Romans 3 and Laborers in the Vineyard

Paul often steps through many questions in his letters. These are either questions he has heard or he does well to anticipate the questions himself. In chapter three he, a Jew, is asking about the status of the Jewish people. Do some say that the Jews have no advantage now because of what Jesus has done (3:1)? Are the Jews any better off (3:9)?

Paul says there was an advantage to being entrusted with the “oracles” of God, but does that mean the Jews are now better off? Is there any different status or level for the Jewish believer as opposed to the Gentile believer? To that he says no. Receiving the promises of God did not mean that those promises were not for the world, as well. And this was not a race in which one runner was given a head start. Paul is de-emphasizing our activity completely in order to focus on the faithfulness of God.

This is one of the parts of the good news that can be uncomfortable at times. When grace means that “I am saved apart from what I do” it is easy to accept. But if grace also means “they are saved having done less than me” that can feel different.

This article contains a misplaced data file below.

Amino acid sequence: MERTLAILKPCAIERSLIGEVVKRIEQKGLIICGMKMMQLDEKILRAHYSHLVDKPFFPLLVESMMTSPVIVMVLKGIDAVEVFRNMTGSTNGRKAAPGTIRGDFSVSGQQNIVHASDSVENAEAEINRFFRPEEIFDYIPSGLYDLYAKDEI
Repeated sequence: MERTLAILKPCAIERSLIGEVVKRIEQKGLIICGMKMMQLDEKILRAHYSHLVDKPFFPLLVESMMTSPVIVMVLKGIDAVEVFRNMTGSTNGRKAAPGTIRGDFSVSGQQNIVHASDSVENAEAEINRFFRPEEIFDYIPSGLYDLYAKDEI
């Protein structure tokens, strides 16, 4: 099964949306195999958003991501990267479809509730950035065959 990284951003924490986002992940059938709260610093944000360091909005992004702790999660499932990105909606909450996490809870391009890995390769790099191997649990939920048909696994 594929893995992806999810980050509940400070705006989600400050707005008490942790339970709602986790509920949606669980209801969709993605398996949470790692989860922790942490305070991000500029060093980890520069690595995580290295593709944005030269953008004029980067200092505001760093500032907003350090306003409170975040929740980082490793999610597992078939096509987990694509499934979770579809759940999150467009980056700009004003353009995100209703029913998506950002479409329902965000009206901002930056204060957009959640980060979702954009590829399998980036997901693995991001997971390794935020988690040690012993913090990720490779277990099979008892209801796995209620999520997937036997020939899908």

Jesus tells a parable about the kingdom of heaven in which a master of a vineyard hires workers at different times throughout the day. At the end of the day the foreman calls the workers in to be paid:

And when those hired about the eleventh hour came, each of them received a denarius. Now when those hired first came, they thought they would receive more, but each of them also received a denarius. And on receiving it they grumbled at the master of the house, saying, ‘These last worked only one hour, and you have made them equal to us who have borne the burden of the day and the scorching heat.’ But he replied to one of them, ‘Friend, I am doing you no wrong. Did you not agree with me for a denarius? Take what belongs to you and go. I choose to give to this last worker as I give to you. Am I not allowed to do what I choose with what belongs to me? Or do you begrudge my generosity?’ So the last will be first, and the first last.” (Matthew 20:9–16 ESV)

Our attention ought to be less on the others working alongside us in the kingdom of God, and more fixed on Jesus. If we let ourselves be caught up in comparison, we aren’t looking to him. And he is our true reward.

We should be thankful that God is gracious, and we should pray that more would receive his grace. When God gives generously, it doesn’t take away from what he has done for us.

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